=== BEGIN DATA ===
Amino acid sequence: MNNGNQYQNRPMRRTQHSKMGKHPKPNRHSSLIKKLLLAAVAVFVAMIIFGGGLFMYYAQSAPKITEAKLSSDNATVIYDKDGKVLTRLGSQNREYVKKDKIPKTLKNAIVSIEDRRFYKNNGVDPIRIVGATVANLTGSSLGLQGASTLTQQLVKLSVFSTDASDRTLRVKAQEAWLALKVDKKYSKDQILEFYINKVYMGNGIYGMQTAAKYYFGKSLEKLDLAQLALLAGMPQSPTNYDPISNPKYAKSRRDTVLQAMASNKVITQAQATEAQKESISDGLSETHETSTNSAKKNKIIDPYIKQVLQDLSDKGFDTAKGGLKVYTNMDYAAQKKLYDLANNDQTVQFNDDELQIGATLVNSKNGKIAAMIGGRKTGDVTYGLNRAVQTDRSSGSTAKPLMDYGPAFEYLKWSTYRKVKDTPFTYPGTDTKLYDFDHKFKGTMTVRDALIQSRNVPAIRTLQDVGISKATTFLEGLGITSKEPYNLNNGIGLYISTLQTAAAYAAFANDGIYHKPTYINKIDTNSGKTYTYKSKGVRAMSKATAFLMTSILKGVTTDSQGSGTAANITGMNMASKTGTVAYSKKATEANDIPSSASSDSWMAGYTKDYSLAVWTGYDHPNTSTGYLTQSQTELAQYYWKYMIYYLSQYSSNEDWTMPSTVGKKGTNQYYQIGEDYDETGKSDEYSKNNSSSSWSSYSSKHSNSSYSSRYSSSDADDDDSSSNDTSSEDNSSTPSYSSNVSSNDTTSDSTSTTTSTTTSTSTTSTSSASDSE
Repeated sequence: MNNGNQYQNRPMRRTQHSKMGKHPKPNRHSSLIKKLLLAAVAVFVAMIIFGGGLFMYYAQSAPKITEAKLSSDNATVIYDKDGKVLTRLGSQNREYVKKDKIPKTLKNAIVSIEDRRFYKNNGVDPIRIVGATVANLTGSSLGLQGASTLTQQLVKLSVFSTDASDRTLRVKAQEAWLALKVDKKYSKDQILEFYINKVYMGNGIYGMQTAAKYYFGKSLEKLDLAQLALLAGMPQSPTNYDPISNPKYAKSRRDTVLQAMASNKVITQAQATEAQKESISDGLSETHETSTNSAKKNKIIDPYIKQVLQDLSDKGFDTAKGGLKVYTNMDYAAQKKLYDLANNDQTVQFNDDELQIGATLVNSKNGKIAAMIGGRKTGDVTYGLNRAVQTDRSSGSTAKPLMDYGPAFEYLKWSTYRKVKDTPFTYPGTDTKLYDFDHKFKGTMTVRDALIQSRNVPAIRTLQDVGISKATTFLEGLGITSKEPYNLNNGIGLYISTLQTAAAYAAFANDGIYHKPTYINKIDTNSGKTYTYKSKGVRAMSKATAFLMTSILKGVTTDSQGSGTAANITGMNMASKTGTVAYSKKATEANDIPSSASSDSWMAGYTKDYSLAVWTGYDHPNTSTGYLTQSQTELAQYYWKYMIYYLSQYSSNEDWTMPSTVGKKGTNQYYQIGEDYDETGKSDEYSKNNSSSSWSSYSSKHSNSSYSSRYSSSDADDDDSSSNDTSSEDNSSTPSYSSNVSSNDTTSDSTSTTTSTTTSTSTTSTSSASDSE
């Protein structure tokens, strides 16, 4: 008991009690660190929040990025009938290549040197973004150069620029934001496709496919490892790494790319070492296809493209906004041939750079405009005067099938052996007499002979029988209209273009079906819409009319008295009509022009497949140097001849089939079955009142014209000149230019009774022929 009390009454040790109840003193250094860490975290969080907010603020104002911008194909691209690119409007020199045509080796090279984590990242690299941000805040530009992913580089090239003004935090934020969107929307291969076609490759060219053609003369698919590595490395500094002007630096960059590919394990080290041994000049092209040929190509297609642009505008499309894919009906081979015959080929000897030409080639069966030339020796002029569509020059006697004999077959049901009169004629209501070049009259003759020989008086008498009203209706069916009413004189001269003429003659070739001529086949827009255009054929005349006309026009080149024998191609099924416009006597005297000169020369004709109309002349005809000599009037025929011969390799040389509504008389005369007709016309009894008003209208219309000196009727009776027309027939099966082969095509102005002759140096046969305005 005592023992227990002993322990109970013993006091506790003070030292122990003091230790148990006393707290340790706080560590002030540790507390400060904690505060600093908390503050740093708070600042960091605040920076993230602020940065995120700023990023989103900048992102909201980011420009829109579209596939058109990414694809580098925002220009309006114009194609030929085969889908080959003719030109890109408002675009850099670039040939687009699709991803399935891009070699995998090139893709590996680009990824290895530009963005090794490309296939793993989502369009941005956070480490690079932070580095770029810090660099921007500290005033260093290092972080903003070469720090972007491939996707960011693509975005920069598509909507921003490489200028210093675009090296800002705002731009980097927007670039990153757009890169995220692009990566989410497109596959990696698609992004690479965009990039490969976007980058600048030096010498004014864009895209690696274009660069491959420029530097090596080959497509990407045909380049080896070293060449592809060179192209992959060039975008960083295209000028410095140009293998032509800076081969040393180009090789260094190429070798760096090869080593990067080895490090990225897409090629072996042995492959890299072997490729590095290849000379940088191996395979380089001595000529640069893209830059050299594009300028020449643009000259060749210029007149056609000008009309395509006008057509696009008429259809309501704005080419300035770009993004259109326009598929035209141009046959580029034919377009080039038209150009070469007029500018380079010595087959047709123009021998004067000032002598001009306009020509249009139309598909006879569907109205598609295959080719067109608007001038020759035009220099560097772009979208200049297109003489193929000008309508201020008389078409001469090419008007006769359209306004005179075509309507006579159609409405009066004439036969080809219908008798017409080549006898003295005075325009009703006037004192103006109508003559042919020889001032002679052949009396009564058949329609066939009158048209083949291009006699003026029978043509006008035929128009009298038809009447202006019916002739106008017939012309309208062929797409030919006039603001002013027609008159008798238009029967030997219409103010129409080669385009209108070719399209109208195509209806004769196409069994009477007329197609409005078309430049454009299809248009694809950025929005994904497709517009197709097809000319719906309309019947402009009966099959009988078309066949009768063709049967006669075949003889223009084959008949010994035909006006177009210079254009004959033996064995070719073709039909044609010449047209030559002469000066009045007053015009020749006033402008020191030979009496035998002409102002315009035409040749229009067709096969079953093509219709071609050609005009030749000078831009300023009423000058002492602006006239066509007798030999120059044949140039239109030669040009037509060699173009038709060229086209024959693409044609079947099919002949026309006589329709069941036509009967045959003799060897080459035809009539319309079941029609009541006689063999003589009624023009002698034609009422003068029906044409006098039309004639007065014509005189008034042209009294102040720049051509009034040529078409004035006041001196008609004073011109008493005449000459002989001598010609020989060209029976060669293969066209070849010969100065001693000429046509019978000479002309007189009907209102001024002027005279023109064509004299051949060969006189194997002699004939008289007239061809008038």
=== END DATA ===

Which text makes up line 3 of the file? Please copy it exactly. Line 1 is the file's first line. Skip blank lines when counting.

């Protein structure tokens, strides 16, 4: 008991009690660190929040990025009938290549040197973004150069620029934001496709496919490892790494790319070492296809493209906004041939750079405009005067099938052996007499002979029988209209273009079906819409009319008295009509022009497949140097001849089939079955009142014209000149230019009774022929 009390009454040790109840003193250094860490975290969080907010603020104002911008194909691209690119409007020199045509080796090279984590990242690299941000805040530009992913580089090239003004935090934020969107929307291969076609490759060219053609003369698919590595490395500094002007630096960059590919394990080290041994000049092209040929190509297609642009505008499309894919009906081979015959080929000897030409080639069966030339020796002029569509020059006697004999077959049901009169004629209501070049009259003759020989008086008498009203209706069916009413004189001269003429003659070739001529086949827009255009054929005349006309026009080149024998191609099924416009006597005297000169020369004709109309002349005809000599009037025929011969390799040389509504008389005369007709016309009894008003209208219309000196009727009776027309027939099966082969095509102005002759140096046969305005 005592023992227990002993322990109970013993006091506790003070030292122990003091230790148990006393707290340790706080560590002030540790507390400060904690505060600093908390503050740093708070600042960091605040920076993230602020940065995120700023990023989103900048992102909201980011420009829109579209596939058109990414694809580098925002220009309006114009194609030929085969889908080959003719030109890109408002675009850099670039040939687009699709991803399935891009070699995998090139893709590996680009990824290895530009963005090794490309296939793993989502369009941005956070480490690079932070580095770029810090660099921007500290005033260093290092972080903003070469720090972007491939996707960011693509975005920069598509909507921003490489200028210093675009090296800002705002731009980097927007670039990153757009890169995220692009990566989410497109596959990696698609992004690479965009990039490969976007980058600048030096010498004014864009895209690696274009660069491959420029530097090596080959497509990407045909380049080896070293060449592809060179192209992959060039975008960083295209000028410095140009293998032509800076081969040393180009090789260094190429070798760096090869080593990067080895490090990225897409090629072996042995492959890299072997490729590095290849000379940088191996395979380089001595000529640069893209830059050299594009300028020449643009000259060749210029007149056609000008009309395509006008057509696009008429259809309501704005080419300035770009993004259109326009598929035209141009046959580029034919377009080039038209150009070469007029500018380079010595087959047709123009021998004067000032002598001009306009020509249009139309598909006879569907109205598609295959080719067109608007001038020759035009220099560097772009979208200049297109003489193929000008309508201020008389078409001469090419008007006769359209306004005179075509309507006579159609409405009066004439036969080809219908008798017409080549006898003295005075325009009703006037004192103006109508003559042919020889001032002679052949009396009564058949329609066939009158048209083949291009006699003026029978043509006008035929128009009298038809009447202006019916002739106008017939012309309208062929797409030919006039603001002013027609008159008798238009029967030997219409103010129409080669385009209108070719399209109208195509209806004769196409069994009477007329197609409005078309430049454009299809248009694809950025929005994904497709517009197709097809000319719906309309019947402009009966099959009988078309066949009768063709049967006669075949003889223009084959008949010994035909006006177009210079254009004959033996064995070719073709039909044609010449047209030559002469000066009045007053015009020749006033402008020191030979009496035998002409102002315009035409040749229009067709096969079953093509219709071609050609005009030749000078831009300023009423000058002492602006006239066509007798030999120059044949140039239109030669040009037509060699173009038709060229086209024959693409044609079947099919002949026309006589329709069941036509009967045959003799060897080459035809009539319309079941029609009541006689063999003589009624023009002698034609009422003068029906044409006098039309004639007065014509005189008034042209009294102040720049051509009034040529078409004035006041001196008609004073011109008493005449000459002989001598010609020989060209029976060669293969066209070849010969100065001693000429046509019978000479002309007189009907209102001024002027005279023109064509004299051949060969006189194997002699004939008289007239061809008038």